One of the ways that I celebrate the arrival of the real 12 days of Christmas — trigger alert: which start on Dec. 25th — is by calling up the absolutely fabulous Vince Guaraldi soundtrack to “A Charlie Brown Christmas.”
As I type these words we are in the middle of the acoustic bass solo on “Christmastime Is Here,” the instrumental take on that wonderful melody.
I wish I could write a column every year or so about that 1965 Peanuts special. There are so many angles and subplots in the twisted story of how this now legendary show was a long shot to reach America’s TV screens — especially with Linus reciting the Nativity story from the Gospel of Luke. Oh, and the principalities and powers also thought the jazz soundtrack would flop with Middle America.
Anyway, the editors at America magazine have re-upped an amazing 2016 essay by Jim McDermott that I somehow missed the first time around. The headline: “How ‘A Charlie Brown Christmas’ continues to defy common sense.”
Let’s consider this a think piece for today, even though this isn’t a weekend.
It’s Christmas. Sue me. So here is the overture:
When “A Charlie Brown Christmas” debuted on Dec. 9, 1965, CBS executives were so sure it would fail they informed its executive producer, Lee Mendelson, they were showing it only because they had already announced it in TV Guide. “Maybe it’s better suited to the comic page,” they told him after an advance showing.
Despite six months working on the show, the animation director, Bill Melendez, felt much the same. “By golly, we’ve killed it,” he recalls telling Mendelson after a screening.
The American public disagreed. In fact, 45 percent of Americans with a television set watched “A Charlie Brown Christmas” that night, making it the second highest rated show of the week (behind “Bonanza”). The program would go on to win an Emmy and a Peabody, and it has been broadcast every Christmas season since.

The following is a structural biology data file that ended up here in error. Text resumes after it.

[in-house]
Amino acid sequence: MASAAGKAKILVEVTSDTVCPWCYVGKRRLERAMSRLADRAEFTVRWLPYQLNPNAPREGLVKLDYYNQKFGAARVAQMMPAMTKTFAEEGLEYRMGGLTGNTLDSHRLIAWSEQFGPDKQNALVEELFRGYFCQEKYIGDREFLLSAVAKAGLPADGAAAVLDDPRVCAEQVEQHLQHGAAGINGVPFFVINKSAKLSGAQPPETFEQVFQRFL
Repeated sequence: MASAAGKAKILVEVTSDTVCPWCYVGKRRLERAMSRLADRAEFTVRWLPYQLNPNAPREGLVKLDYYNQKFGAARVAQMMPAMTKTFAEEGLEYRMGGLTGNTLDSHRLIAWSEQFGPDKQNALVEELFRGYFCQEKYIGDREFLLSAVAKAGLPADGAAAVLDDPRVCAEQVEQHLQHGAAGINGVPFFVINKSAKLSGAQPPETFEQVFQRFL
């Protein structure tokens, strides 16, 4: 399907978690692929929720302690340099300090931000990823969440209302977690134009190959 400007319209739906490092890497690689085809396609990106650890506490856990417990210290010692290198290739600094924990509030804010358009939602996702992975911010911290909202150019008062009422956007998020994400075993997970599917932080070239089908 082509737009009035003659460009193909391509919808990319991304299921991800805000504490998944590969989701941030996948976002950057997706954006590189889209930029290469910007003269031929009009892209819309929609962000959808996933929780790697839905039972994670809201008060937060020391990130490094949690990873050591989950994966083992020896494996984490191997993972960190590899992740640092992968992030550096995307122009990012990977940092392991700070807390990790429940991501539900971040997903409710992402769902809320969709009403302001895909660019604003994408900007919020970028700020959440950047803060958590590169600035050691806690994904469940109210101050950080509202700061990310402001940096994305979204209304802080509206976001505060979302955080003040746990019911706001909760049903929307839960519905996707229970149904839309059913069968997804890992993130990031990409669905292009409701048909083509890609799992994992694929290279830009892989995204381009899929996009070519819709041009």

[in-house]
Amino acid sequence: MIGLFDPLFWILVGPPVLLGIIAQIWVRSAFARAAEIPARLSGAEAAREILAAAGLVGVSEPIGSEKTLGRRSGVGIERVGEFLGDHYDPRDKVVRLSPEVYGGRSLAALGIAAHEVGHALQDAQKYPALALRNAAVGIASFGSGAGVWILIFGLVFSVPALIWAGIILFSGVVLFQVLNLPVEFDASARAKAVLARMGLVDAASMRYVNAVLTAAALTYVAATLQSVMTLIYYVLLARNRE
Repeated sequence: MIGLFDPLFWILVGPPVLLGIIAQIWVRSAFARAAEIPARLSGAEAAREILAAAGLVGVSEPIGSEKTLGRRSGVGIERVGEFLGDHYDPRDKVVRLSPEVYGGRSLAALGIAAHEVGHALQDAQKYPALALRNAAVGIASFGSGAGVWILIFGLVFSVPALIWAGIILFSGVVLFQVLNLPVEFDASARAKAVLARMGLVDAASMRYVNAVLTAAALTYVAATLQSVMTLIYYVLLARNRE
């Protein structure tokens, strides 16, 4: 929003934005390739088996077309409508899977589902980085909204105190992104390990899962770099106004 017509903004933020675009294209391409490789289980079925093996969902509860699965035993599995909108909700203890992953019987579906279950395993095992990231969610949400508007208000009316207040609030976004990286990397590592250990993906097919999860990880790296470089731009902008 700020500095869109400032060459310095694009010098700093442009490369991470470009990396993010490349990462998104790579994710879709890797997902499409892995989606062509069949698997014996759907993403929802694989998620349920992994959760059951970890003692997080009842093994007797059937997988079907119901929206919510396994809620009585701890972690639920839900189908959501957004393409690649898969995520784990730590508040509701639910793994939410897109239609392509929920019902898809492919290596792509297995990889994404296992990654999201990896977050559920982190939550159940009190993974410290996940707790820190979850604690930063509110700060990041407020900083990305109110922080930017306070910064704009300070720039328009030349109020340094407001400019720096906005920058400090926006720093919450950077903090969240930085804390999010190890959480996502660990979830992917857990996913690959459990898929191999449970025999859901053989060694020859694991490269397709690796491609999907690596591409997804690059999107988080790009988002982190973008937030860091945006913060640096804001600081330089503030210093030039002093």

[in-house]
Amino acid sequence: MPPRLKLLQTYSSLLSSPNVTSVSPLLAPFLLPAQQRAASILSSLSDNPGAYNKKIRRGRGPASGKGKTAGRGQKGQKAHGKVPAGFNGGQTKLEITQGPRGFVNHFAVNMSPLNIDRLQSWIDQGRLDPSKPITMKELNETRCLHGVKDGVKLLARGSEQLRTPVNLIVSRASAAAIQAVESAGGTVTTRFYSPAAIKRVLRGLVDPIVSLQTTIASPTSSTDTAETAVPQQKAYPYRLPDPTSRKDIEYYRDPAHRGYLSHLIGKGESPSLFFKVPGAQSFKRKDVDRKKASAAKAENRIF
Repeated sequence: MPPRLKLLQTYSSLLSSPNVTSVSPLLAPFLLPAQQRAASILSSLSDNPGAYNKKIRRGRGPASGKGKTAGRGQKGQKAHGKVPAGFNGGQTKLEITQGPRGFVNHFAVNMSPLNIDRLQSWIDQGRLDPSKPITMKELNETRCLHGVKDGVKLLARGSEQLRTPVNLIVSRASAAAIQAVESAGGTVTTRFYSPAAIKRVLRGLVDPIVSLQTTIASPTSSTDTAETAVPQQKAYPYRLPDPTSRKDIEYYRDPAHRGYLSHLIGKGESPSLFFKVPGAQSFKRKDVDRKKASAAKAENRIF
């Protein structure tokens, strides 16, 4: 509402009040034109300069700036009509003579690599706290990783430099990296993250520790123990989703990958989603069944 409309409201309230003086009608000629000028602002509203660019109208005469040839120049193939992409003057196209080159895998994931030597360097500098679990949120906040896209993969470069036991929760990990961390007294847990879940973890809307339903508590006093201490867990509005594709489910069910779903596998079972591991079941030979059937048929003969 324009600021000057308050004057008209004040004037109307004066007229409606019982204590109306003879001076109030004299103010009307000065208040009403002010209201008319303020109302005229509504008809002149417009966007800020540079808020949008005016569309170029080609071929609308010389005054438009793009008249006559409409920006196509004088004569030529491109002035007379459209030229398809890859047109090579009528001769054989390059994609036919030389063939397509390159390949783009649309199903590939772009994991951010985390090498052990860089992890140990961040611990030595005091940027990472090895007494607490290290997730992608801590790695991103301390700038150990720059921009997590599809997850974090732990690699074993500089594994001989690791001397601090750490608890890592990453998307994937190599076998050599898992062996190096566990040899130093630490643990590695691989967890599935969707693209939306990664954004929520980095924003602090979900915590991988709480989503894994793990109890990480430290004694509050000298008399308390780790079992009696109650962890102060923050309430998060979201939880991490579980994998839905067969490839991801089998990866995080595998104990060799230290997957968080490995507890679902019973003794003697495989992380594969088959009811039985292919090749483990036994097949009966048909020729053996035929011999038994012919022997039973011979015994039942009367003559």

Now, here is the special part. I think that this next passage is absolutely magical in summing up just how STRANGE the Peanuts special was when it came out and, of course, it’s just as strange today. That’s the point.
Dare I say, this strangeness is what makes it almost newsworthy that this program still exists and is still popular? This passage is long, but essential:
Consider its pacing, for instance. “Charlie Brown” was one of the first animated holiday cartoons, appearing just one year after “Rudolph the Red-Nosed Reindeer.” And yet, unlike “Rudolph,” in “Charlie Brown” very little happens. The special opens with a long, almost meditative take of children skating loops on the pond, the wistful original song “Christmastime Is Here” playing in the background. Many of the scenes that follow have a similar fragmented, ephemeral quality. Kids talk about Christmas cards, their lists for Santa; they throw snowballs; they dance; they talk some more. There is an almost documentary-like verisimilitude to the project. Charles Schulz, the creator of “Peanuts,” and Melendez capture perfectly that peaceable aimlessness, that numinous timelessness that many American children experience during the holidays, their lives hushed like the landscape under a thick blanket of snow.